During the first week of September 2018, CarpentryConnect Johannesburg was run in South Africa.
Although we initially dreamt of running an open event (similar to CarpentryCon in Dublin) we had to weigh up the benefits of opening the event up with the risks of not being able to attract enough people due to the associated costs. Over the past few years we’ve realised that getting institutions to invest (pay registration fees and cover travel costs) in something they have never heard about, is quite hard. Especially at a time when travel budgets are cut and embargoes are being placed on travel (most notably for university support staff).
Community photo from CarpentryConnect Johannesburg, 2018
The good news was that the Rural Campuses Connection Project II (RCCPII) and the South African Centre for Digital Language Resources (SADiLaR) had been supporting Carpentries workshops in South Africa for a few years already. These two projects gave the go-ahead to fund CarpentryConnect Johannesburg 2018 as long as the respective project aims were reached through the event. Based on the funders’ target audiences, the event was thus open to staff and students affiliated with public universities in South Africa. RCCPII is funded through the Department of Higher Education and Training, administered through Universities South Africa and implemented by the Tertiary Research and Education Network. SADiLaR is one of the South African Research Infrastructure Roadmap projects funded through the Department of Science and Technology.
RCCPII was able to support CarpentryConnect event costs as well as accommodation for participants from a subset of universities in South Africa, while SADiLaR was able to cover participation and accommodation for people interested to participate in the Library/Digital Humanities Carpentry workshop. We invited Deputy Vice Chancellors (DVCs) and in some cases Library Directors from the 26 public universities in South Africa to nominate a limited number of staff and/or students to participate in the event with the aim of bringing the training and resources back to the home institutions. Institutions were also asked to fund travel costs (fuel/car rental/flight ticket only) for nominees to travel to Johannesburg. Some universities wanted to send more people than what could be covered by the funding and in those cases they were willing to fund travel and accommodation costs.
The aim was to create awareness of The Carpentries training model, resources and community amongst more senior academics, librarians, and IT staff.
The five-day event kicked off with three Carpentry workshops running in parallel:
- Software Carpentry with Shell, R, and git/Github;
- Data Carpentry for Social Sciences with Spreadsheets, OpenRefine, and Python; and
- Library Carpentry.
The workshops ran over two and a half days. After lunch on day three we offered three parallel sessions:
- Digital Humanities - Pedagogy and Practices in the Library Environment (Presented by Juan Steyn and Dr Miriam Peña-Pimentel)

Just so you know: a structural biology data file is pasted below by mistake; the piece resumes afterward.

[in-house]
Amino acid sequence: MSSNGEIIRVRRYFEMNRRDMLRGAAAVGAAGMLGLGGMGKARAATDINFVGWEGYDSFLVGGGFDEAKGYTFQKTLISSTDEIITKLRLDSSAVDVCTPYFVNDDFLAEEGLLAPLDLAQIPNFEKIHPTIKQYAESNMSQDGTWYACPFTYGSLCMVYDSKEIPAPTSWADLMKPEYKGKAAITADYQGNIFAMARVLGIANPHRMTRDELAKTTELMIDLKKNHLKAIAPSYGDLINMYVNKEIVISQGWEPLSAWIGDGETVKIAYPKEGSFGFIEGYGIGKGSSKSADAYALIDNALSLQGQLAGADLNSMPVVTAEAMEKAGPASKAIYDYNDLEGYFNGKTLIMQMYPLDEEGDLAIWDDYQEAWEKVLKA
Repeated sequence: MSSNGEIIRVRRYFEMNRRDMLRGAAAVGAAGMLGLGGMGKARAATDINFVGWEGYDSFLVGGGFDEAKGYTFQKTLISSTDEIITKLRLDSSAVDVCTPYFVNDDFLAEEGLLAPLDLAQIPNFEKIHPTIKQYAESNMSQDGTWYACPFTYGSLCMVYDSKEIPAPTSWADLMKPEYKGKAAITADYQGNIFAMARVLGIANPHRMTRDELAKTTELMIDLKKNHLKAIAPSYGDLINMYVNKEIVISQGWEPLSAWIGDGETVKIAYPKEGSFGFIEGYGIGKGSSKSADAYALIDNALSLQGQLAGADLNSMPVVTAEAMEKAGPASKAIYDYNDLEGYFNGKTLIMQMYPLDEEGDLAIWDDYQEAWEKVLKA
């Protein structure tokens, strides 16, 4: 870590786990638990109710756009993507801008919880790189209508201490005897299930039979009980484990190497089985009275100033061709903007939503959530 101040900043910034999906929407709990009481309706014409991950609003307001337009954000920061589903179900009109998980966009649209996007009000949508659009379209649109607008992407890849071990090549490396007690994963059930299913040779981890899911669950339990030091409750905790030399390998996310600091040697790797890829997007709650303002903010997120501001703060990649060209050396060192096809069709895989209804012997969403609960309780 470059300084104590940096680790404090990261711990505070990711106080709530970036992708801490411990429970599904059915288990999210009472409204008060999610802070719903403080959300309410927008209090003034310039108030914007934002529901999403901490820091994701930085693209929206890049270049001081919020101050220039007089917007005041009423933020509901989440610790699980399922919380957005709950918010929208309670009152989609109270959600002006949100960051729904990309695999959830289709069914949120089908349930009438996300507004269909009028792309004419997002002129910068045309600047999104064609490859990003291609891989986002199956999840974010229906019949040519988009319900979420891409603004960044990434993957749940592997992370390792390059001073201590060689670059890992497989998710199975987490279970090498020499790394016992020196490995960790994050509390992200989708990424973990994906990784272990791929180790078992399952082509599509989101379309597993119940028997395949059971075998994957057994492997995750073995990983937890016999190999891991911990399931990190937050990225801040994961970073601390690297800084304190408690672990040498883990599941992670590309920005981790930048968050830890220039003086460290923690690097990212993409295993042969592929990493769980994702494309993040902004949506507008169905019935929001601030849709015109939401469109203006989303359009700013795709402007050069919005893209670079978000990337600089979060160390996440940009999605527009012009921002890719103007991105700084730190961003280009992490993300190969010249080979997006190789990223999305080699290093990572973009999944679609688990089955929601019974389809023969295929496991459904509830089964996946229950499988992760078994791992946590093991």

- Bringing the Carpentries to Your Institution (Presented by Anelda van der Walt)
- Next steps and best practices for reproducible research projects with Python (Presented by Drs Sarah Brown and Katrin Tirok).
The event concluded with a two-day Carpentry Instructor training workshop taught by Drs Allegra Via (Italy), Caroline F Ajiloga (South Africa/Nigeria) and Anelda van der Walt (South Africa) with Dr Sarah Brown as helper.
In general, feedback throughout CarpentryConnect JHB, and afterwards, was very positive. The five-day event had a total of 108 (47% female) participants including 85 learners and 23 instructors and helpers. 24 out of the 26 public universities in South Africa were represented as well as a representative from the South African National Libraries and two private companies. 39 trainees also participated in the in-person instructor training.
The audience was a wonderful mix of academics, librarians, IT staff, and research office personnel as can be seen in the figure below. Participants were asked to select their discipline according to the outline of academic disciplines available in Wikipedia. In our graph “IT” represents both IT as a support division and IT as an academic department based on how people completed their registration forms.
There was a lot of interest in bringing the Carpentries to participants’ home institutions at the end of the week. In October 2018 we did a roadshow in follow-up to CarpentryConnect to universities in the Eastern Cape and KwaZulu Natal. To date the Carpentries had been under-represented in these provinces of South Africa, except for the growing community based at the University of KwaZulu Natal. Based on CarpentryConnect and the roadshow, six new workshops were confirmed at various universities with two additional workshops in the pipeline including another round of instructor training.
CarpentryConnect JHB 2018 was a very successful event in the sense of connecting the community. Experienced instructors had an opportunity to meet other instructors from all over the country, new instructors were introduced to the experienced instructors and received some mentoring, and many people who have never heard of the Carpentries before, got a first hand experience not only of a typical Carpentries workshop, but also to the instructor training material, philosophies, and community.
Thanks to everyone who made this event possible and for all the work that’s been done since CarpentryConnect JHB to bring workshops to new institutions!